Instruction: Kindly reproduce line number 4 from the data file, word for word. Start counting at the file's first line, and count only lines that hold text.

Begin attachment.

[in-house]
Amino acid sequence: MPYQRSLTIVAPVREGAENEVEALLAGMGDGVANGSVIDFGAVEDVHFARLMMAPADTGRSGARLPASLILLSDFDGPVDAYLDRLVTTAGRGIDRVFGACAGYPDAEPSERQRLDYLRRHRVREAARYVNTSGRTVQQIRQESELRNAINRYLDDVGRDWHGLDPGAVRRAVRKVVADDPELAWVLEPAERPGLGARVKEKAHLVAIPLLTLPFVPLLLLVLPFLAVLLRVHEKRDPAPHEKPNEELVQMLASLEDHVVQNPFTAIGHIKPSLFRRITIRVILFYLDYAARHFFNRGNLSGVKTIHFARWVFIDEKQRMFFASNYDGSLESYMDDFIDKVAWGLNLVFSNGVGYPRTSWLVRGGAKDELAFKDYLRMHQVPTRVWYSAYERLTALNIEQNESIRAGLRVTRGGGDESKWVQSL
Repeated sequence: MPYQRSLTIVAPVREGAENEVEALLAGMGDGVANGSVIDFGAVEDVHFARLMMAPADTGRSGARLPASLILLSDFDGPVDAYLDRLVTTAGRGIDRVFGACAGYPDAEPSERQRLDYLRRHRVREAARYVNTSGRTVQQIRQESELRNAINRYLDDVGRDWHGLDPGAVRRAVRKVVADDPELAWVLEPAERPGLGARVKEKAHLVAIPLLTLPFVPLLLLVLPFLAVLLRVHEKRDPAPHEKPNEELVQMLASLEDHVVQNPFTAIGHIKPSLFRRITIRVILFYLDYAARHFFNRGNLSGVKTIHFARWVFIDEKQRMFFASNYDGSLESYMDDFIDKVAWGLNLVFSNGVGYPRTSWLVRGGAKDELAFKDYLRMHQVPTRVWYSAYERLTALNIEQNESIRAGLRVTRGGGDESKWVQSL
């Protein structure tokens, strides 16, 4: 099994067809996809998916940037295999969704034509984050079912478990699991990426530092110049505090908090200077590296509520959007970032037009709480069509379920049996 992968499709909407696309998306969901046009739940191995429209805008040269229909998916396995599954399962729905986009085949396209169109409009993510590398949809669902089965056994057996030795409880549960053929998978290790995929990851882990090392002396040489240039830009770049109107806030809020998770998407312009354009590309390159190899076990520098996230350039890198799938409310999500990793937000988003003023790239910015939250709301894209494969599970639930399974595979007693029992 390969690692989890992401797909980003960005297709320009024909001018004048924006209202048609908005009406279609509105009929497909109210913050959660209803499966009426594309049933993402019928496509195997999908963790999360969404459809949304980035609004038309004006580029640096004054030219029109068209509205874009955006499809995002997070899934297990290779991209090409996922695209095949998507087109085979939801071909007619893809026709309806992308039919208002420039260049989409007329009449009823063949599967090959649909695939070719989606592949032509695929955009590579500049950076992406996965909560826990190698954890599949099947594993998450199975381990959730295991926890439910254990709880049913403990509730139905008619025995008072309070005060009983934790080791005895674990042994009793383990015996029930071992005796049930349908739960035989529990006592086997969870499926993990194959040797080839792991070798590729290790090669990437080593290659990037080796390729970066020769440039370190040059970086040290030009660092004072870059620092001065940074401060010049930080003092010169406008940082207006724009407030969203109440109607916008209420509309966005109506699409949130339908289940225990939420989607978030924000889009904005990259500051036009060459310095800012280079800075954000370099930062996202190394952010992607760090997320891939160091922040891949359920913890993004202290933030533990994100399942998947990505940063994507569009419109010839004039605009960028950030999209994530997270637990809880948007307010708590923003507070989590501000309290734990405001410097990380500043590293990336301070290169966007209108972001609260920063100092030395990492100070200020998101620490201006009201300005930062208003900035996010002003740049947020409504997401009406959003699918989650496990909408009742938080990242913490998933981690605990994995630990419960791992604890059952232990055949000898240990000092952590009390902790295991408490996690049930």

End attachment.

């Protein structure tokens, strides 16, 4: 099994067809996809998916940037295999969704034509984050079912478990699991990426530092110049505090908090200077590296509520959007970032037009709480069509379920049996 992968499709909407696309998306969901046009739940191995429209805008040269229909998916396995599954399962729905986009085949396209169109409009993510590398949809669902089965056994057996030795409880549960053929998978290790995929990851882990090392002396040489240039830009770049109107806030809020998770998407312009354009590309390159190899076990520098996230350039890198799938409310999500990793937000988003003023790239910015939250709301894209494969599970639930399974595979007693029992 390969690692989890992401797909980003960005297709320009024909001018004048924006209202048609908005009406279609509105009929497909109210913050959660209803499966009426594309049933993402019928496509195997999908963790999360969404459809949304980035609004038309004006580029640096004054030219029109068209509205874009955006499809995002997070899934297990290779991209090409996922695209095949998507087109085979939801071909007619893809026709309806992308039919208002420039260049989409007329009449009823063949599967090959649909695939070719989606592949032509695929955009590579500049950076992406996965909560826990190698954890599949099947594993998450199975381990959730295991926890439910254990709880049913403990509730139905008619025995008072309070005060009983934790080791005895674990042994009793383990015996029930071992005796049930349908739960035989529990006592086997969870499926993990194959040797080839792991070798590729290790090669990437080593290659990037080796390729970066020769440039370190040059970086040290030009660092004072870059620092001065940074401060010049930080003092010169406008940082207006724009407030969203109440109607916008209420509309966005109506699409949130339908289940225990939420989607978030924000889009904005990259500051036009060459310095800012280079800075954000370099930062996202190394952010992607760090997320891939160091922040891949359920913890993004202290933030533990994100399942998947990505940063994507569009419109010839004039605009960028950030999209994530997270637990809880948007307010708590923003507070989590501000309290734990405001410097990380500043590293990336301070290169966007209108972001609260920063100092030395990492100070200020998101620490201006009201300005930062208003900035996010002003740049947020409504997401009406959003699918989650496990909408009742938080990242913490998933981690605990994995630990419960791992604890059952232990055949000898240990000092952590009390902790295991408490996690049930």